Darleen Tana Hoff-Nielsen

Ko Ngāpuhi, Te Atiawa, Ngā Rāuru, Ngāti Porou

 

My husband and I had been living in Europe for 20 years with our 4 babies. We’d talked about moving to Aotearoa but had not been able to agree on where until we visited Waiheke Island for the first time in 2009. The affinity was instantaneous. The island is obviously beautiful with easy access to Auckland for work. However, it was as much the fact that there was no reticulated water or waste-water system and that everything had to be done within scale keeping of the environment that attracted us to the motu.

I’m just meant to be here. There is no ‘why’ or reason, per se. My family are home here. Our babies roll free range. The moutere nurtures us every moment of every day. We also live among others who know and DO mahitahi to restore mauri, te mauri o te whenua, mauri o te moana, mauri o ngā tāngata katoa.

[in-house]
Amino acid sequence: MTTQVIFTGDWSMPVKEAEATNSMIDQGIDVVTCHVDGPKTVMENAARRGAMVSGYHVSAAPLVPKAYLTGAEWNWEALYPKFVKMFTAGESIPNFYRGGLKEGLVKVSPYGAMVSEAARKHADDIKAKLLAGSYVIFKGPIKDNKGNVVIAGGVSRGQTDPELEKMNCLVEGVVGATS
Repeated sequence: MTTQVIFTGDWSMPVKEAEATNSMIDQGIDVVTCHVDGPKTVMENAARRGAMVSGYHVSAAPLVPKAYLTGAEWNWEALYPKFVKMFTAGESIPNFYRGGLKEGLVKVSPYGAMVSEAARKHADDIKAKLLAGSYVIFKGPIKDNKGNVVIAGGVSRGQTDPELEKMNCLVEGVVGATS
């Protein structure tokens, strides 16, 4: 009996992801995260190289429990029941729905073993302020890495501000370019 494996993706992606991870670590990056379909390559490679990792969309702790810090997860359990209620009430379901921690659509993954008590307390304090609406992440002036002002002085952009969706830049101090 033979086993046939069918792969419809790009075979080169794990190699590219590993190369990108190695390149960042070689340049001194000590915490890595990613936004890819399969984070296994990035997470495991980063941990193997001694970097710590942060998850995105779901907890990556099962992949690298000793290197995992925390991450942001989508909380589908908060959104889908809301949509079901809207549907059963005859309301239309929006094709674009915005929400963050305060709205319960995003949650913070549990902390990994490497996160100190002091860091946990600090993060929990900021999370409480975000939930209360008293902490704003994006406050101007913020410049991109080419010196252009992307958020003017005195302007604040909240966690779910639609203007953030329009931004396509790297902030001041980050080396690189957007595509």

The world is pretty screwed at this point. If we were guests in someone’s home it would be like we’ve eaten everything in the cupboards, broken all the furniture and shat the bed. Clearly, the constructed values systems of the time have failed to ‘govern, or nurture and protect etc etc’ and unless we clean up now, pestilence will take over.

For me, a return to our indigenous Māori way of being is needed, ie., where we manaaki each other within an interconnected, regenerative context and where ancient LORE applies. This might sound lofty to some. But very practically, this is our reality at Piritahi because there’s no room to fit the bookmaara where we grow kai for our community. We start also to weave these perspectives into work with the Waiheke Marine Project to restore rimurimu and re-balance Kina through our #Kina4Dinner mahi.

Much of my focus on the motu therefore is to support building capability for Māori to step into kaitiaki taiao responsibilities. We learn while working as tuakana and teina alongside each other. It’s always a joy to acknowledge an awesome whakaaro of someone (else) and realise too that we each actually ‘know’ more than we each think we do at the time.